</tr>
                        <tr>
                            <td>To</td>
                        </tr>
                        <tr>
                            <td><input id="inputBlockTo" type="text" placeholder="TO"/></td>
                        </tr>
                    </table>

                        <table class="tableRight">
                        <tr>
                            <td>Leave</td>
                        </tr>
                        <tr>
                            <td><input id="inputBlockLeave" type="text" name="leave" placeholder="LEAVE"/></td>
                            <td><input id="inputBlockOne" type="radio" name="one"/></td>
                            <td>One</td>
                        </tr>
                        <tr>
                            <td>Return</td>
                        </tr>
                        <tr>
                            <td><input id="inputBlockReturn" type="text" name="return" placeholder="RETURN"/></td>
                            <td><input id="inputBlockBut" type="radio" name="one" checked/></td>
                            <td>Return</td>
                        </tr>
                        <tr>
                            <td><input id="inputBlockSubmit" type="submit" value="Search"/></td>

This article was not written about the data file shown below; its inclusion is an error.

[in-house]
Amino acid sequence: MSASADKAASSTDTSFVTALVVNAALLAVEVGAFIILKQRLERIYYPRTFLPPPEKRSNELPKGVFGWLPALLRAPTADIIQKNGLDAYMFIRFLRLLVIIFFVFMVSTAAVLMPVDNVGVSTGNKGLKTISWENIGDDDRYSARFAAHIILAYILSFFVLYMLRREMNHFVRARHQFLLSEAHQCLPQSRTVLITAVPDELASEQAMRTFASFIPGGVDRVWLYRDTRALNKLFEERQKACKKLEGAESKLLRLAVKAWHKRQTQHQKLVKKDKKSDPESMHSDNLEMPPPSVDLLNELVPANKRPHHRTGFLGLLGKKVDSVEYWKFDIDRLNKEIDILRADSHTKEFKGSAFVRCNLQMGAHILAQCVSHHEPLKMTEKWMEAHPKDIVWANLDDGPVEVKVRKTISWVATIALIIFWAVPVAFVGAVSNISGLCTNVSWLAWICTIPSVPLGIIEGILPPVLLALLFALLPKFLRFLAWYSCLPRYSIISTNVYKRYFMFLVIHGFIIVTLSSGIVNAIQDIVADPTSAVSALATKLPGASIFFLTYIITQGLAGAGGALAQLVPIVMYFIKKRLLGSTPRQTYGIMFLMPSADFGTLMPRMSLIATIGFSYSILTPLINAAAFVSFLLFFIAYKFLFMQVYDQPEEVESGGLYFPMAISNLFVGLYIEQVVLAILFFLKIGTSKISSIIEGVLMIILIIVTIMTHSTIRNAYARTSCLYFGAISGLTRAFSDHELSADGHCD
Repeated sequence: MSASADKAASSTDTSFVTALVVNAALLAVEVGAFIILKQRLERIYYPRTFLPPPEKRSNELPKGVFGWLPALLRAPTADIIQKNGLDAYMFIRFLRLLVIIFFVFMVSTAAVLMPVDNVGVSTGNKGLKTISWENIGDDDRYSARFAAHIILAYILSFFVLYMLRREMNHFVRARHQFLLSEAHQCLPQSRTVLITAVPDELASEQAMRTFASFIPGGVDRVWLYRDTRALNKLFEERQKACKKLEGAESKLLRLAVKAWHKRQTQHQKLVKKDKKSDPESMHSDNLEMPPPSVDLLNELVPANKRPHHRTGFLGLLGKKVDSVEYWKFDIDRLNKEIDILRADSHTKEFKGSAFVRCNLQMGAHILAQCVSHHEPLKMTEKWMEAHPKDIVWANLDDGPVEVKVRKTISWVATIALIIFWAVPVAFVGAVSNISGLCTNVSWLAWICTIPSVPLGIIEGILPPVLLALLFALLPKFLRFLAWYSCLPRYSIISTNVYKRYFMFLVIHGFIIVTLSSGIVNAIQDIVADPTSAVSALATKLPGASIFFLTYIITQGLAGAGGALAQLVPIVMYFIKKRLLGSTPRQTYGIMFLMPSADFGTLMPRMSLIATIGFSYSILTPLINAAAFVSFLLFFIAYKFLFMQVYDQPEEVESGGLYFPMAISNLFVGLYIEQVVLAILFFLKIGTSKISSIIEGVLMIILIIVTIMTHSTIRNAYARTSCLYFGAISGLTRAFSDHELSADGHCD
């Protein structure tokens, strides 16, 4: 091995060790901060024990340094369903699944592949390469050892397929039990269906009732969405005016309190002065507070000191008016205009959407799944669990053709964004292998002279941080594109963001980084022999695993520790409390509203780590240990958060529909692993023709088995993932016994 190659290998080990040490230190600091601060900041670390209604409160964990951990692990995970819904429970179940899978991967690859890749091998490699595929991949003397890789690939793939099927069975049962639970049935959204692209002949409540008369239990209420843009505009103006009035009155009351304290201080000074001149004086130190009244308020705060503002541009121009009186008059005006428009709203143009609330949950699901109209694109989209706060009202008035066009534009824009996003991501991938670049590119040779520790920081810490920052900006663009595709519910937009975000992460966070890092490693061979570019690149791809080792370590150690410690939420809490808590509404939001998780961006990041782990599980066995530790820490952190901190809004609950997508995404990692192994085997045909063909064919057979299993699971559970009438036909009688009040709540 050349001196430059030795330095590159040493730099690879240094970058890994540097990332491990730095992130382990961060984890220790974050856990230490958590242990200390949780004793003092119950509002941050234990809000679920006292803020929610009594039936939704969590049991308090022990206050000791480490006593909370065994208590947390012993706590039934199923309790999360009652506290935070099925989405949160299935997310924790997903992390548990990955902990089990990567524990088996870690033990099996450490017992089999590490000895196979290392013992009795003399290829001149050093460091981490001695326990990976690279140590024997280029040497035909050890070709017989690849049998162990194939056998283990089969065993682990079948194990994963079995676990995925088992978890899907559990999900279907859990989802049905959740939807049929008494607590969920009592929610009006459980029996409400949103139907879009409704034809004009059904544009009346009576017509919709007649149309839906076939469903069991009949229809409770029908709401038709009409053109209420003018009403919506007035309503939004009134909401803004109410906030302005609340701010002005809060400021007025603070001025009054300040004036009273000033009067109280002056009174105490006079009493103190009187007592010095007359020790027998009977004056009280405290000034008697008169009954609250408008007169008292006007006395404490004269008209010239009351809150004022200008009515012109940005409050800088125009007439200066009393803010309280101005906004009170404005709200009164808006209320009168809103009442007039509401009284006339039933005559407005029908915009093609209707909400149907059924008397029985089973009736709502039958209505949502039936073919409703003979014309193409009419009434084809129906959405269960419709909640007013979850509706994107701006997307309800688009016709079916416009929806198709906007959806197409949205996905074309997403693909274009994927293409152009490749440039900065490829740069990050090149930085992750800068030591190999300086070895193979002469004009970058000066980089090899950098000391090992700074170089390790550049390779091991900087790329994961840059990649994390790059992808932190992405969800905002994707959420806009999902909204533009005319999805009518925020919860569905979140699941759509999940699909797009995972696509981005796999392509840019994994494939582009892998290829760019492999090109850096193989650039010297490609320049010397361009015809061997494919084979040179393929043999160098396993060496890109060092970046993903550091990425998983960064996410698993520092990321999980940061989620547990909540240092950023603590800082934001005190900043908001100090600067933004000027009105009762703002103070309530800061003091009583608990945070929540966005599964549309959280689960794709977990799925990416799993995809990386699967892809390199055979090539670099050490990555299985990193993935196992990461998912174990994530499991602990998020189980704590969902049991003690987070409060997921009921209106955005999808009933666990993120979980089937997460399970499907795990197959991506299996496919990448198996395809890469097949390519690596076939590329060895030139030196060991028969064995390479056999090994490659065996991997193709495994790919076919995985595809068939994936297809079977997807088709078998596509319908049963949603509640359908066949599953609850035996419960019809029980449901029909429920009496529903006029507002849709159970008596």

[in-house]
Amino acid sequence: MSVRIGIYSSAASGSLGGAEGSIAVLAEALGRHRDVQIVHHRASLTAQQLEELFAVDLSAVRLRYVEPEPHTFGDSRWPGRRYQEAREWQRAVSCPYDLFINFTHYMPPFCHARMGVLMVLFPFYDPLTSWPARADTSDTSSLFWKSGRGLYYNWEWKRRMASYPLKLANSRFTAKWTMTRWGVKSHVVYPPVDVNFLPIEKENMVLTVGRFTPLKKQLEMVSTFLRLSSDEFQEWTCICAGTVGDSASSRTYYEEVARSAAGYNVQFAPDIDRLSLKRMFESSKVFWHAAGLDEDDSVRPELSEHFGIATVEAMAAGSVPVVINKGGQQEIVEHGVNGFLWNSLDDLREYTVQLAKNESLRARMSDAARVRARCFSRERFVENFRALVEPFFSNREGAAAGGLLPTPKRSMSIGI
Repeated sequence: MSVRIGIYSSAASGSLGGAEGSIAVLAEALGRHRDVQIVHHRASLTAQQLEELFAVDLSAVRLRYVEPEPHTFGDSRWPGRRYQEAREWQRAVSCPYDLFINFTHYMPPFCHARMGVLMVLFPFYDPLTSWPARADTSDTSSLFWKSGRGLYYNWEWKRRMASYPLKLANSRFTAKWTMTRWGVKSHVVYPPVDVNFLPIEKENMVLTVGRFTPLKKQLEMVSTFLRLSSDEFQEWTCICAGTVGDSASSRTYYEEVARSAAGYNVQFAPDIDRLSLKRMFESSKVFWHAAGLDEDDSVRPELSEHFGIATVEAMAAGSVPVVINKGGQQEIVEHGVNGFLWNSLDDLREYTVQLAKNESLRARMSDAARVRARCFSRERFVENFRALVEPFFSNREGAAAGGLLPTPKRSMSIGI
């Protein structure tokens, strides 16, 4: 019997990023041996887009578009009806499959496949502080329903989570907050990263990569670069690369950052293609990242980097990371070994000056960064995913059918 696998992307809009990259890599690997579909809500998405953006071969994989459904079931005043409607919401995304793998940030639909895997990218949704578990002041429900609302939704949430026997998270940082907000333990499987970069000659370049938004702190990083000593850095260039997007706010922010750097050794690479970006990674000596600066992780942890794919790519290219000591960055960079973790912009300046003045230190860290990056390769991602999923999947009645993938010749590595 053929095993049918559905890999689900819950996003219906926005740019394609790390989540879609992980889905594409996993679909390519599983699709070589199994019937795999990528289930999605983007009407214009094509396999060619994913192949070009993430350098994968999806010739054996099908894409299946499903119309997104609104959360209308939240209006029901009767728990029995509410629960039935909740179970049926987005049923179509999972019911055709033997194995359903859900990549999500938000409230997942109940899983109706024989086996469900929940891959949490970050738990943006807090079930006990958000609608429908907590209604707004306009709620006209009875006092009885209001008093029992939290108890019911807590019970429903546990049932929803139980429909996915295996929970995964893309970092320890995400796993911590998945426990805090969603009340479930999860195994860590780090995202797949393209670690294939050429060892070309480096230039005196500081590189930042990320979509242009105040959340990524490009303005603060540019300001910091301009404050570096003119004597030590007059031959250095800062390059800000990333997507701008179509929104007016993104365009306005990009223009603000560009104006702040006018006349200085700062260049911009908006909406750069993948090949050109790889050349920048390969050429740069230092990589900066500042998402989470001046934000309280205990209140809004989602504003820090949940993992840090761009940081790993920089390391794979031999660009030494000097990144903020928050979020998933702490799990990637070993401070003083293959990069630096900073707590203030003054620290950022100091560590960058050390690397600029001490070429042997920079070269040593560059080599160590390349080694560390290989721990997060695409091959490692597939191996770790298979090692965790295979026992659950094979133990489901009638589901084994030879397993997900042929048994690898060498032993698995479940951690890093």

</tr>
                    </table>
                </div>
                <div id="flex" class="tabContent">
                    Test Two
                </div>
                <div id="multiStep" class="tabContent">
                    Test Three
                </div>
            </div>

            <div class="mapBlock tabContent">
                <table class="tableLeft">
                    <tr><td>
                            <div id="map" class="google_map"></div>
                        </td></tr>
                </table>
                <table class="tableRight smallTable">
                    <tr>
                        <td>Distance</td>
                    </tr>
                    <tr>
                        <td>[-------------|------------]</td> //Slider to be
                    </tr>
                </table>
                <table class="tableRight smallTable">